PARK CITY, Utah — LGBTQ cinema is out in force at Sundance Film Festival, with prominent gay characters in high-profile movies including Lizzie, starring Kristen Stewart, The Catcher Was A Spy with Paul Rudd, and Rupert Everett's The Happy Prince.
But the best-received so far by critics has been The Miseducation of Cameron Post, which premiered Monday afternoon to a younger-than-usual crowd at Eccles Theater. The acerbic coming-of-age movie is adapted from Emily M. Danforth's 2012 novel, and stars Chloë Grace Moretz as a lesbian teen who is sent to a gay conversion therapy center after she gets caught having sex with her friend on prom night.
Upon her arrival at the rural God's Promise facility, Cameron is quickly subjected to the staff's jaw-dropping ideas that homosexuality is an illness or a red flag of deeper problems, usually stemming from a bad upbringing.
"Would you let drug addicts throw parades for themselves?" Dr. Lydia Marsh (Jennifer Ehle) asks sincerely during Cameron's first therapy session. She echoes the hyper-conservative mentality of the Reverend Rick (John Gallagher Jr.), who claims he used to "struggle with same-sex attraction for years," but now dates a female co-worker (Marin Ireland).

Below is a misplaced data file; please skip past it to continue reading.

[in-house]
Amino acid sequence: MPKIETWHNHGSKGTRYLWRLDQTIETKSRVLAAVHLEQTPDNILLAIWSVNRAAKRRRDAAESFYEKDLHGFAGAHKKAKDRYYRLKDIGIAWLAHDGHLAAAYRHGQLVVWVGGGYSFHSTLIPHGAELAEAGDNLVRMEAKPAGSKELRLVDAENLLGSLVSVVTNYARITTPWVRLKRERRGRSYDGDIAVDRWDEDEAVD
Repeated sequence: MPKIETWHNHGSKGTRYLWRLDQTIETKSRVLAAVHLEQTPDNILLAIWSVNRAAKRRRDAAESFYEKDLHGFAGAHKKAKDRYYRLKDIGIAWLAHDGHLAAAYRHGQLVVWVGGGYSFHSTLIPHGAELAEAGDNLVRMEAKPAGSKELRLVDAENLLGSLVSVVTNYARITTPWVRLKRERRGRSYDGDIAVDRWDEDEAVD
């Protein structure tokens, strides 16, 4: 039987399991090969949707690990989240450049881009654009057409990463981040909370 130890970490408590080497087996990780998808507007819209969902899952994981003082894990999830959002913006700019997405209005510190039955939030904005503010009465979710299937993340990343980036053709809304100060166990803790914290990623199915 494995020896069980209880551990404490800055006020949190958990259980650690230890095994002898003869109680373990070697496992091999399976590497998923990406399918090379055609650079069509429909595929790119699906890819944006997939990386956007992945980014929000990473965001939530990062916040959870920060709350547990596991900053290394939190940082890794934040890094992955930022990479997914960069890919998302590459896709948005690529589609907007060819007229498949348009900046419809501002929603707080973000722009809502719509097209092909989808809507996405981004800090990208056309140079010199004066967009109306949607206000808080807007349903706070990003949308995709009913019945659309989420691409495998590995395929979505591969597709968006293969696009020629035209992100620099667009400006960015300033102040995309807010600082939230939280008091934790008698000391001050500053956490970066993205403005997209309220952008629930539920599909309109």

Despite their efforts, the center ultimately ends up having the reverse effect on Cameron, who comes to accept her sexuality as she finds a close-knit gay community among her fellow "disciplines" (led by American Honey's Sasha Lane and The Revenant's Forrest Goodluck).
To prepare for Miseducation, which is seeking distribution, Moretz consulted with survivors of gay conversion therapy, one of whom was in the audience.
"They were so candid with us," Moretz recalled. "Thank you for giving us your story, and really telling us the darkness. And also (sharing) the moments of being able to meet other gay kids like you, where for the first time, you’re realizing you’re not alone."
Although the film is set in the early '90s, Moretz and director Desiree Akhavan noted that gay conversion therapy is still a very real problem: Only nine states have outlawed it, and for minors only. (The New York City Council recently passed a bill banning the practice, for both minors and adults.)
Because of the weighty subject matter, it was important to Akhavan and co-writer Cecilia Frugiuele to inject humor into the script, which mines religious hypocrisy and repressed sexual impulses for laughs.
The film "always had a positivity to it, which is what really struck me when I first read it," Moretz said. "One of our first conversations was about the fact that the reality of the situation is so heavy, but we wanted the interpersonal relationships to be real and fun."